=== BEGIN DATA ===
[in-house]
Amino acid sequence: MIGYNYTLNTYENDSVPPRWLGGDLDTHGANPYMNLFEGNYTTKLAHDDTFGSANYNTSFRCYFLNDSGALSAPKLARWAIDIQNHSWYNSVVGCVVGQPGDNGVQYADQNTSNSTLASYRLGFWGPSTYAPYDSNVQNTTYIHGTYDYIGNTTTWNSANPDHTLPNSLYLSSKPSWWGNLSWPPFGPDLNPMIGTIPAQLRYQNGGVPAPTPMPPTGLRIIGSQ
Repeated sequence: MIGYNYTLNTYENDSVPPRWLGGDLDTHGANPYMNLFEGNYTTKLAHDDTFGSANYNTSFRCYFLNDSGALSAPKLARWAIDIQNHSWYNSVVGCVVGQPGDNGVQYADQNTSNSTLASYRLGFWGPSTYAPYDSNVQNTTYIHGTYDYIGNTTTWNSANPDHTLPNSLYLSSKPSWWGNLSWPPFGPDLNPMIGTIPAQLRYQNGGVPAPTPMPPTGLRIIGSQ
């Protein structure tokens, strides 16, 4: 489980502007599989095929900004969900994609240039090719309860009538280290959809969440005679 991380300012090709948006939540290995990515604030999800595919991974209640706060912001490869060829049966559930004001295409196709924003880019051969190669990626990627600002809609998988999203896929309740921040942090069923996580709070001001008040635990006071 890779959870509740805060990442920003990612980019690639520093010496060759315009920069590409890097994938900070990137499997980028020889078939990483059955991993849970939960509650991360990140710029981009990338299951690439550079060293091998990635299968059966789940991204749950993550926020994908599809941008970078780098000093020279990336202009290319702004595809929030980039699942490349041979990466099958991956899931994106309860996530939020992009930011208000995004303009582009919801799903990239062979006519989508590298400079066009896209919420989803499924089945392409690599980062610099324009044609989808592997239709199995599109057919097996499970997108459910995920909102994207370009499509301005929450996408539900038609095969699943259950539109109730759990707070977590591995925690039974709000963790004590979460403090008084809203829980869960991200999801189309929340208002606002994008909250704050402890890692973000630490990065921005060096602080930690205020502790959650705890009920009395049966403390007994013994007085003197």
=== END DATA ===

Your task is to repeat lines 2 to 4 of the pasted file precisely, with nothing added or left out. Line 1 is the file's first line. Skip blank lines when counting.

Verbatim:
Amino acid sequence: MIGYNYTLNTYENDSVPPRWLGGDLDTHGANPYMNLFEGNYTTKLAHDDTFGSANYNTSFRCYFLNDSGALSAPKLARWAIDIQNHSWYNSVVGCVVGQPGDNGVQYADQNTSNSTLASYRLGFWGPSTYAPYDSNVQNTTYIHGTYDYIGNTTTWNSANPDHTLPNSLYLSSKPSWWGNLSWPPFGPDLNPMIGTIPAQLRYQNGGVPAPTPMPPTGLRIIGSQ
Repeated sequence: MIGYNYTLNTYENDSVPPRWLGGDLDTHGANPYMNLFEGNYTTKLAHDDTFGSANYNTSFRCYFLNDSGALSAPKLARWAIDIQNHSWYNSVVGCVVGQPGDNGVQYADQNTSNSTLASYRLGFWGPSTYAPYDSNVQNTTYIHGTYDYIGNTTTWNSANPDHTLPNSLYLSSKPSWWGNLSWPPFGPDLNPMIGTIPAQLRYQNGGVPAPTPMPPTGLRIIGSQ
């Protein structure tokens, strides 16, 4: 489980502007599989095929900004969900994609240039090719309860009538280290959809969440005679 991380300012090709948006939540290995990515604030999800595919991974209640706060912001490869060829049966559930004001295409196709924003880019051969190669990626990627600002809609998988999203896929309740921040942090069923996580709070001001008040635990006071 890779959870509740805060990442920003990612980019690639520093010496060759315009920069590409890097994938900070990137499997980028020889078939990483059955991993849970939960509650991360990140710029981009990338299951690439550079060293091998990635299968059966789940991204749950993550926020994908599809941008970078780098000093020279990336202009290319702004595809929030980039699942490349041979990466099958991956899931994106309860996530939020992009930011208000995004303009582009919801799903990239062979006519989508590298400079066009896209919420989803499924089945392409690599980062610099324009044609989808592997239709199995599109057919097996499970997108459910995920909102994207370009499509301005929450996408539900038609095969699943259950539109109730759990707070977590591995925690039974709000963790004590979460403090008084809203829980869960991200999801189309929340208002606002994008909250704050402890890692973000630490990065921005060096602080930690205020502790959650705890009920009395049966403390007994013994007085003197």